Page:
After retirement from Bowling Green State University in 2004, Tom Klein went a little nutty for art.
The English professor, who also started the residential learning communities at BGSU, had always tinkered with various forms of art.
“I got obsessed with walnuts,” he said with a grin, showing off pegboards of necklaces and other jewelry made of the nuts.
“I take the round walnut and I sand the back,” Klein said.
The result is a face smiling out of the halved walnut; each one is a little different. They’re often accompanied with a paper penned with a nature quote.
Klein’s other art phases have included making glass bead jewelry, bird houses and metal creations. A rainbow of the glass jewelry trinkets adorns another wall of his studio.
Today’s interest is paper and tiles tickled with ink, which contains alcohol. He creates birds, flowers, people — anything that he fancies at the moment. Each one — like the walnuts and glass jewelry — is slightly different, with the way the ink runs and the colors Klein chooses.
Other techniques include blowing through a straw to spread the ink and using a Sharpie for definition.
His creations are hanging around town in the senior center, Gearhart Plumbing Heating and Cooling, WoofGang Dog Daycare and other offices.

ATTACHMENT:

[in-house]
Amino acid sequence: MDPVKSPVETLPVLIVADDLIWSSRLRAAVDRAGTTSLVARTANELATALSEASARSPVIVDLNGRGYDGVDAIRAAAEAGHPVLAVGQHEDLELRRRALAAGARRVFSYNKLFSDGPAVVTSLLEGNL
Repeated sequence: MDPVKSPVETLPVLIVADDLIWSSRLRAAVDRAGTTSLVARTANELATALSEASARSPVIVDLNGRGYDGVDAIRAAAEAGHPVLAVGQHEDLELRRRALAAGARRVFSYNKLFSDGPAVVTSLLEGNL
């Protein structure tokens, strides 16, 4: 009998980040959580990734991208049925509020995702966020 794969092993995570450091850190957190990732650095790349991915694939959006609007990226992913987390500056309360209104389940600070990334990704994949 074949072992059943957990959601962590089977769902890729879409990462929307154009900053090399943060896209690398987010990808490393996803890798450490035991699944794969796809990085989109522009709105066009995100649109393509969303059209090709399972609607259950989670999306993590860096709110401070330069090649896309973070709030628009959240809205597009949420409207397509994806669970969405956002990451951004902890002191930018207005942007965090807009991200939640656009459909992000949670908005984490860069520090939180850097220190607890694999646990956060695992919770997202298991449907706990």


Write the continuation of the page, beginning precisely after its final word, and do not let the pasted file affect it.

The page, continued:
“I really feel that this is a climax, bringing all parts of myself together,” Klein said of the ink art. “I started by falling in love with trees. I must have done 20 or 25 different trees. And then it was butterflies.”
He took a two-hour Zoom course through the Toledo Museum of Art to learn the ink technique. He regularly takes classes from the museum, where his wife, Dianne, is a docent.
“Almost any kind of art you can imagine, I took the course.”
The sprawling basement of the home that he shares with Dianne and dog Birdie is Klein’s escape. The vast studio is filled with hundreds of his projects.
Klein taught for 33 years, starting with high school students. He donated all of his glass supplies to Bowling Green High School after he moved on to the ink art.
He’s reluctant to discuss his pedigree, including degrees at Northwestern, Tufts and Harvard. He was born in Chicago and grew up in Boston.
“I got lucky, my father was a very successful businessman,” Klein said.
He had no desire, though, to go into the family business. Klein said he’s always known that education is his calling.
Giving back is a close second.
The Kleins are passionate about the Bowling Green community. They donate to many causes and support several organizations with money and time.
At the beginning of pandemic, Klein handed out 50 of his necklaces to women in his neighborhood and another 100 pieces to hospital workers.
The Kleins met at BGSU and married in 1978. Their son, David, lives in Austin, Texas. They have two grandchildren.
Klein, who is 80, said that his hobbies keep him young at heart and involved.
“I think I can go on doing this as long as God and nature lets me.”